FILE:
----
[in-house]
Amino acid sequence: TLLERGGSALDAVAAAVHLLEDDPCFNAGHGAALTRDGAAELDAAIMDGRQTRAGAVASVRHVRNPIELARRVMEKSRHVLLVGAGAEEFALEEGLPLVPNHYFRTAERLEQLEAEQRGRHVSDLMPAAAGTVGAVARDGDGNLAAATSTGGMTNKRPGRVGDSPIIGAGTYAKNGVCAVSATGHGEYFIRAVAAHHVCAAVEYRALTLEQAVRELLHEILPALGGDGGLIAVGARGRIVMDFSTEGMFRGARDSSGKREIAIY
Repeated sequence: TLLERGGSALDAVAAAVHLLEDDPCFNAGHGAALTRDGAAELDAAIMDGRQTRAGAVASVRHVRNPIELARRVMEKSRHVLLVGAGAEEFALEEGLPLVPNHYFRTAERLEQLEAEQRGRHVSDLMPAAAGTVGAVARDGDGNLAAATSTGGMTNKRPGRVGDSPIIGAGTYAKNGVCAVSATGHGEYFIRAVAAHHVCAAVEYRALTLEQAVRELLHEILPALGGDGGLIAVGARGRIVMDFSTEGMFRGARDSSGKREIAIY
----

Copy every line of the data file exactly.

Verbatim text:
[in-house]
Amino acid sequence: TLLERGGSALDAVAAAVHLLEDDPCFNAGHGAALTRDGAAELDAAIMDGRQTRAGAVASVRHVRNPIELARRVMEKSRHVLLVGAGAEEFALEEGLPLVPNHYFRTAERLEQLEAEQRGRHVSDLMPAAAGTVGAVARDGDGNLAAATSTGGMTNKRPGRVGDSPIIGAGTYAKNGVCAVSATGHGEYFIRAVAAHHVCAAVEYRALTLEQAVRELLHEILPALGGDGGLIAVGARGRIVMDFSTEGMFRGARDSSGKREIAIY
Repeated sequence: TLLERGGSALDAVAAAVHLLEDDPCFNAGHGAALTRDGAAELDAAIMDGRQTRAGAVASVRHVRNPIELARRVMEKSRHVLLVGAGAEEFALEEGLPLVPNHYFRTAERLEQLEAEQRGRHVSDLMPAAAGTVGAVARDGDGNLAAATSTGGMTNKRPGRVGDSPIIGAGTYAKNGVCAVSATGHGEYFIRAVAAHHVCAAVEYRALTLEQAVRELLHEILPALGGDGGLIAVGARGRIVMDFSTEGMFRGARDSSGKREIAIY